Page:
Because individuals must be of legal age to own property, many parents use custodial accounts as ways for moving funds and assets into their children's names.

The concept of custodial accounts was originally established under the Uniform Gifts to Minors Act (UGMA). These accounts were an easy and legal way to transfer the ownership of assets to a child. UGMA accounts were fine for financial assets such as cash, bonds or stocks. Recently, most states have adopted the Uniform Transfer to Minors Act (UTMA) that provides some additional capabilities for the property to consist of real estate or other more complicated types of property. 

With a UGMA or UTMA account, the parent creates a custodial account on behalf of the minor child. Assets are transferred into the account and the custodian, usually a parent, manages the account until the child reaches legal age. At that point, the child can do whatever he or she wishes with the assets.

These accounts are often used to save for college educations or to create some net worth for a child. While they are usually established by a parent, other adults (such as grandparents) can establish UGMA or UTMA accounts and act as custodian.

Transfers are irrevocable

If you are considering transferring assets into a custodial account, remember that the gift is irrevocable. You cannot change your mind later and take the assets back. Your child becomes the owner when you make the transfer. Most states set 21 as the age when the custodial accounts end. However, some states set age 18, between 18 and 21 or between 18 and 25. Check the laws of your state.

Gift tax implications

Transfers into a custodial account are just like any other gift. You can make annual gifts up to $14,000 in cash, securities or other property to anyone without owing any federal gift tax and without filing a gift tax return. The annual exclusion applies to each person receiving the gift. If you are married, gifts can be considered to be one half from you and one half from your spouse. In other words, two parents can give up to a total of $28,000 per year to a child without owing any gift tax. However, a simple gift tax return may be required if you use this gift-splitting technique. Consult your tax advisor.

How children are taxed

Generally, children are treated as separate taxpayers and their income is taxed at the same marginal rates as their parents. The tax table used to calculate their tax is the single filer table. The lowest rate is 10% and the rates rise to 39.6% (for 2017) for the highest levels of income. Rules for 2017 Returns These rules will apply to children under the age of 18, 18 year olds with earned income less than half of their support, and 19 to 23 year old students with earned income less than half of their support.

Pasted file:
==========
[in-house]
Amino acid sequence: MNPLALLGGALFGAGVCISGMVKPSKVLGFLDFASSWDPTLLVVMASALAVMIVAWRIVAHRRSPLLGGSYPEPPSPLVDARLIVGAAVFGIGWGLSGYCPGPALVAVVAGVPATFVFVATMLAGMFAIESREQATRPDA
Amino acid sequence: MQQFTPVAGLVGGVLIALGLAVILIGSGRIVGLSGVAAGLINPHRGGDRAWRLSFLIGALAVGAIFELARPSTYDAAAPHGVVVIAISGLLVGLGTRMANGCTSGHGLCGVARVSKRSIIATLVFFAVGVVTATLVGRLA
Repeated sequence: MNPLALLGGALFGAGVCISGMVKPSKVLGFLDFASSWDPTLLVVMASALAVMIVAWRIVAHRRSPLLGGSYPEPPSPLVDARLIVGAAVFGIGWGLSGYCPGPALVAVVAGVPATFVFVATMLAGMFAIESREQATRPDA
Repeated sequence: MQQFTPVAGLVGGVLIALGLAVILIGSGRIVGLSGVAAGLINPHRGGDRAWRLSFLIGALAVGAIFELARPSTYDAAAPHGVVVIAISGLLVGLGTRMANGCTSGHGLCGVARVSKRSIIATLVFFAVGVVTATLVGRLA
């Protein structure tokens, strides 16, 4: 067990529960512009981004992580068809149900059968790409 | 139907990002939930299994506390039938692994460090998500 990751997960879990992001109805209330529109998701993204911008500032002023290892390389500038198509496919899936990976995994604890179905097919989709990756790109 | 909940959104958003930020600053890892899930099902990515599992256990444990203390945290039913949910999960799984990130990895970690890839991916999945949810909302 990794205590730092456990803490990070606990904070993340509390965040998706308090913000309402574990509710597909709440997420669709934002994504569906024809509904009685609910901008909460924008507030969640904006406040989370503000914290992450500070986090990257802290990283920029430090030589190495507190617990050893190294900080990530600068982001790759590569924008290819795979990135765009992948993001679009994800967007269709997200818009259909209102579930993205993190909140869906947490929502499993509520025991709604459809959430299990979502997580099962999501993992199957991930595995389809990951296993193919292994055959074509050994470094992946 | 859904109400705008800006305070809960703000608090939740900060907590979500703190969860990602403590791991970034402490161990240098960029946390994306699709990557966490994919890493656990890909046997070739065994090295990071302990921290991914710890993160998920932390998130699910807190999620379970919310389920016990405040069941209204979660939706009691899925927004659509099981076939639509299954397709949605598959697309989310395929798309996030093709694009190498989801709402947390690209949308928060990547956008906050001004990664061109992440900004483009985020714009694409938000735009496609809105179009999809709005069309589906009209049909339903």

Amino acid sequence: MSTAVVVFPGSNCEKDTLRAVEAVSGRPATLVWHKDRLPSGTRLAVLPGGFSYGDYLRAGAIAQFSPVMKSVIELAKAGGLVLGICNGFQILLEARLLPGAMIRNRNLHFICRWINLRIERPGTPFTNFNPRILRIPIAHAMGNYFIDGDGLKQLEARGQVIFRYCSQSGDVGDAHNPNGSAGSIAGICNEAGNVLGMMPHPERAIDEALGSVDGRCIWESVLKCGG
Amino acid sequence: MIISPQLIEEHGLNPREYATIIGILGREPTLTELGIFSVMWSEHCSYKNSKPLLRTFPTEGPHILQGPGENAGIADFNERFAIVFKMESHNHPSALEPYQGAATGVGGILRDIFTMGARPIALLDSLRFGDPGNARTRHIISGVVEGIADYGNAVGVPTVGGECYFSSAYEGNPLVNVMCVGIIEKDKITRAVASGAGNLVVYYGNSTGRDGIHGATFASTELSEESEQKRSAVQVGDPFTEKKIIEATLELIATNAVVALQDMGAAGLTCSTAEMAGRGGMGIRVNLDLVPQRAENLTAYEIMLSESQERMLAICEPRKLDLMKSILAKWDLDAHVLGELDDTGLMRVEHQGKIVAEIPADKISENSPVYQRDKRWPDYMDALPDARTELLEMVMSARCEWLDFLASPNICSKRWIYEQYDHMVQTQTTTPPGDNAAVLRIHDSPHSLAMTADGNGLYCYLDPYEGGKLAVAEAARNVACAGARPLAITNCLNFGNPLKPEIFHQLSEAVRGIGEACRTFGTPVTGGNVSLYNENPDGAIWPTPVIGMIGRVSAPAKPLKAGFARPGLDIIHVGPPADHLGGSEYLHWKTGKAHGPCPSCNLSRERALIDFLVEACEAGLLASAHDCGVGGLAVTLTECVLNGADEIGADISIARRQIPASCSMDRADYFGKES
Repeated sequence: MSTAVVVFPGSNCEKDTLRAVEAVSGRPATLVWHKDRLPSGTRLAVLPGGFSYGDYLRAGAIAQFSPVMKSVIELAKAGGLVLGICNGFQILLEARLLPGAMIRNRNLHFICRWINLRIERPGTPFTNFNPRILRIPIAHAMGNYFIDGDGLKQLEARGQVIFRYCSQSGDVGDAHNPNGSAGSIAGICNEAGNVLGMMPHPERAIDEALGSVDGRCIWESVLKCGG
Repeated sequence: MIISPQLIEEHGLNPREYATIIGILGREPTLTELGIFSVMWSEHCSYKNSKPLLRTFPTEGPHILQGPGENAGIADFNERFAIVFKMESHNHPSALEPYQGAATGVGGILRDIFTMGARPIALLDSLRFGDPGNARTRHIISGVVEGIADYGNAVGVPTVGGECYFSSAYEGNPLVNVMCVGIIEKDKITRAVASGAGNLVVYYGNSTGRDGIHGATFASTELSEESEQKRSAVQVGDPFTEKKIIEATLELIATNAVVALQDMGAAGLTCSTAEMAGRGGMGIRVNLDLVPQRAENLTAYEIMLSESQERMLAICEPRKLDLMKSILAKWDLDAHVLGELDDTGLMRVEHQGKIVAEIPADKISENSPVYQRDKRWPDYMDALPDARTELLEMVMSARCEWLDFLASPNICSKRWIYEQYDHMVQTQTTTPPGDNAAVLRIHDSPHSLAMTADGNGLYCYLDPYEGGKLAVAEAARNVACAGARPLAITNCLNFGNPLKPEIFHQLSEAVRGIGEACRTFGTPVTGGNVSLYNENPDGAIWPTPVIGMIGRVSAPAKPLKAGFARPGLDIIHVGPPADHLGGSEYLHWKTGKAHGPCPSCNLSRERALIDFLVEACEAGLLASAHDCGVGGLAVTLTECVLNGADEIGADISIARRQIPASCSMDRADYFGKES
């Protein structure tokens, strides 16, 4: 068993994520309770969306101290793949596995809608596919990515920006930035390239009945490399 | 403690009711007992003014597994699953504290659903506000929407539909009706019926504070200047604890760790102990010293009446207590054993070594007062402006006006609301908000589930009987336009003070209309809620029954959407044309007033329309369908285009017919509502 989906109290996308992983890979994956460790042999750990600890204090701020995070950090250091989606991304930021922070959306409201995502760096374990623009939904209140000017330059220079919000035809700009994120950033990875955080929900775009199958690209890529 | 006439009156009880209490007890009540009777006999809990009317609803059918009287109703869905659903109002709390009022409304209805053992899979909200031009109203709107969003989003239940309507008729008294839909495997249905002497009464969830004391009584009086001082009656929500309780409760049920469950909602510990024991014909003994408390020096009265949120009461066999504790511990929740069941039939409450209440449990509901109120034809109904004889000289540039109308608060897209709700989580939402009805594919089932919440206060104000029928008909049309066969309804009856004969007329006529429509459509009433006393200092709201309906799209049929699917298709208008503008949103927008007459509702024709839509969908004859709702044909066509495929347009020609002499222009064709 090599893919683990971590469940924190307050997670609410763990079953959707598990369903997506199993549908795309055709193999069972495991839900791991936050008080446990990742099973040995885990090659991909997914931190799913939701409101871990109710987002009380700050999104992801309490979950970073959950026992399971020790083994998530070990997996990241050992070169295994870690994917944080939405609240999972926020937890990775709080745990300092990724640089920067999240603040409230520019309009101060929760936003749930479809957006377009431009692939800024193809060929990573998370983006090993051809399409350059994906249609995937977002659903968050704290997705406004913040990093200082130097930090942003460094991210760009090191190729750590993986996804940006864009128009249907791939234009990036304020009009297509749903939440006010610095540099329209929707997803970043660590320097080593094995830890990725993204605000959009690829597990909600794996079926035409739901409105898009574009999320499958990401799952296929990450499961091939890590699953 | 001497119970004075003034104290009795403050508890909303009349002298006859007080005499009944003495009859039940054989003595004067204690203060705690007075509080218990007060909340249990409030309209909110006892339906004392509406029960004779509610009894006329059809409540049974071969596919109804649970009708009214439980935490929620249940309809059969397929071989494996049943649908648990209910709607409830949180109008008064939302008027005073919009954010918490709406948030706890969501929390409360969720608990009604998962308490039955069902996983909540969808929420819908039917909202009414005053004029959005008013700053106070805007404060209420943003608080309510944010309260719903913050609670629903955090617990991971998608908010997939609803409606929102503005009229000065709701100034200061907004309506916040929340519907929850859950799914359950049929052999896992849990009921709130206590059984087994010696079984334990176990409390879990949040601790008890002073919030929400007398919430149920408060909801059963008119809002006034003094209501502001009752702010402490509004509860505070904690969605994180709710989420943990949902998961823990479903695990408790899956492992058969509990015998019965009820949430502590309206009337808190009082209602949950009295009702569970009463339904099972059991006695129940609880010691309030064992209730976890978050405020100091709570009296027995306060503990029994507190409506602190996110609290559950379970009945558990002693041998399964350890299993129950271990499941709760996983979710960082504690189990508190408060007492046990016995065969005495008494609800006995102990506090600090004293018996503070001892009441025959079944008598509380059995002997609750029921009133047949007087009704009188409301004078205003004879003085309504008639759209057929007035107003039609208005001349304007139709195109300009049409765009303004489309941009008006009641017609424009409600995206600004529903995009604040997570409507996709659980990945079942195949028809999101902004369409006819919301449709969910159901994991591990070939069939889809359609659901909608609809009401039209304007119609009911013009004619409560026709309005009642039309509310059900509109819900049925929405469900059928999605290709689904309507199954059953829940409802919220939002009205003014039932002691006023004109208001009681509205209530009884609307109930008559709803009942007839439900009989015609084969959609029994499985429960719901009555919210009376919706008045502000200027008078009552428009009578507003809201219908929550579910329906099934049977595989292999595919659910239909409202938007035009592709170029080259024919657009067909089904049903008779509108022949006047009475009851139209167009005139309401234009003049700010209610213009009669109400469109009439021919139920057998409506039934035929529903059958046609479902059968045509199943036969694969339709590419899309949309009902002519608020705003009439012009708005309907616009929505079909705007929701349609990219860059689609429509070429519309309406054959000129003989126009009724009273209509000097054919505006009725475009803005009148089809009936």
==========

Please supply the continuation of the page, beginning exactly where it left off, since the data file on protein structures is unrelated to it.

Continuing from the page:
If a child has a job, their earned income is taxed regularly. In fact for 2017, the first $6,300 is usually tax free (by taking advantage of the standard deduction). Then income is taxed at the child's marginal bracket, usually 10%. Even if the child has less than $6,300 of earned income, a tax return may still be necessary to get a refund of any taxes that were withheld at their job.

If the child has unearned income from interest, dividends or capital gains, the rules get a bit more difficult. If the child meets any of the three criteria described above, the first $1,050 of unearned income is not taxed and the next $1,050 is taxed at the child's tax rate. All the unearned income above $2,100 is taxed to the child, but at the parent's tax rates.

This complication, known as the Kiddie Tax, was enacted to prevent families from shifting large amounts of investment income to children to avoid having it taxed at the parent's higher rates. The interaction between the Kiddie Tax and the parents' tax situation can become very complicated if the parents have an unusual tax issue like the Alternative Minimum Tax or relatively large amounts of capital gains. In those cases, a qualified tax advisor is a must.

Qualifying for college financial aid

Using a UTMA or UGMA account to receive assets transferred from parents may limit or reduce your child's ability to qualify for needs-based financial aid to cover college costs. This is because many financial aid programs require the student to use 35% of their assets for college before being eligible for aid. The same programs may only require 5% of the parents' assets to be used in the calculation. You may want to investigate this if your child's qualifying for financial aid is going to be important.

Summary

Custodial accounts are an easy and convenient way to transfer funds to children. There are limited income tax benefits and there may be negative implications for your child's ability to qualify for college financial aid. However, often the major factor to consider is that your children will be able to use the funds as they please once they reach a certain age. This is all the more reason to make sure your children have a proper financial education.